The Vatican's translation of Pope Benedict XVI's homily from midnight Mass today at St. Peter's Basilica is available on the Vatican website and Zenit. At one point, he spoke of music in the liturgy:
"Liturgical song - still according to the Fathers - possesses its own
peculiar dignity through the fact that it is sung together with the
celestial choirs. It is the encounter with Jesus Christ that makes us
capable of hearing the song of the angels, thus creating the real music
that fades away when we lose this singing-with and hearing-with."
"In the stable at Bethlehem, Heaven and Earth meet. Heaven has come down
to Earth. For this reason, a light shines from the stable for all
times; for this reason joy is enkindled there; for this reason song is
The Pope's Urbi et Orbi Christmas Day Address (to the Church and the World) will be broadcast on ETWN on Christmas Day at 6:00 a.m. Eastern and rebroadcast at 10:00 p.m. Eastern that day. It will also be rebroadcast at 3:00 a.m. and 5:00 p.m. on December 26. The text is included in an article from Asia News. He spoke of Christ as the Light of the world amid the difficulties of warfare, poverty, injustice and discrimination. Here is an his concluding Christmas wish and prayer:
"This is my earnest wish for you who
are listening. A wish that grows into a humble and trustful prayer to
the Child Jesus, that his light will dispel all darkness from your
lives and fill you with love and peace. May the Lord, who has made his
merciful face to shine in Christ, fill you with his happiness and make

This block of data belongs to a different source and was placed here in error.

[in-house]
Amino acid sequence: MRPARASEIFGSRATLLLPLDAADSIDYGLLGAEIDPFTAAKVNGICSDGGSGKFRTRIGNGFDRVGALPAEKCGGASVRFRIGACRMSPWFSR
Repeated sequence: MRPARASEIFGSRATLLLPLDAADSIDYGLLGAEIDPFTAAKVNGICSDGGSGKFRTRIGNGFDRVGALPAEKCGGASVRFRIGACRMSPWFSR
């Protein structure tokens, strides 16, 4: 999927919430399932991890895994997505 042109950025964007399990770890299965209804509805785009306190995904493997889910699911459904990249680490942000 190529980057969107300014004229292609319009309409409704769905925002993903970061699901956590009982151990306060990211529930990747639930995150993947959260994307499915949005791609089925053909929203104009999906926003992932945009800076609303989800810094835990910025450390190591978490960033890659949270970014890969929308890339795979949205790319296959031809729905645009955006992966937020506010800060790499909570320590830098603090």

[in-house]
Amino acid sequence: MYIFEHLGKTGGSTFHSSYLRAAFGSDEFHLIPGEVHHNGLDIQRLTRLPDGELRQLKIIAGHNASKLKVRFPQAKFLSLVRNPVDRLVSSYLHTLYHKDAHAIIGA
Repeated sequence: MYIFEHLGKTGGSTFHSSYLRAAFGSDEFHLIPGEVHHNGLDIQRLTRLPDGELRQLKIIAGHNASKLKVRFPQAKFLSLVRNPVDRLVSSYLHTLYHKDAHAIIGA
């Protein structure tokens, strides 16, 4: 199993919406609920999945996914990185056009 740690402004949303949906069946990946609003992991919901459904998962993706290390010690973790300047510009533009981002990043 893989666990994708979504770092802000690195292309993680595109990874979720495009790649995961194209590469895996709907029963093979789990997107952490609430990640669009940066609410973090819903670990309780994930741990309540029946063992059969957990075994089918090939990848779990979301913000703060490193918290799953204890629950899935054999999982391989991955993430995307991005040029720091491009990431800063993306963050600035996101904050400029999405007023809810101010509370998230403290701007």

you messengers of his goodness. Happy Christmas!"
Please check the EWTN links and double check the time zone difference for your location on the world clock.
Picture: Madonna and Child with Musical Angels by Gherardo Starnina, about 1410, photo by me. More information from museum website.
"Christ said one day to the
Samaritan woman that 'the Father seeks true adorers in spirit and
truth.' To give joy to His Heart, let us be these true adorers. Let
us adore Him in 'spirit,' that is, with our hearts and our thoughts
fixed on Him, and our mind filled with His knowledge imparted by the
light of faith. Let us adore Him in 'truth,' that is, by our works for
it is above all by our actions that we show we are true: this is to do
always what is pleasing to the Father whose children we are. And
finally, let us 'adore in spirit and in truth,' that is, through Jesus
Christ and with Jesus Christ, for He alone is the true Adorer in spirit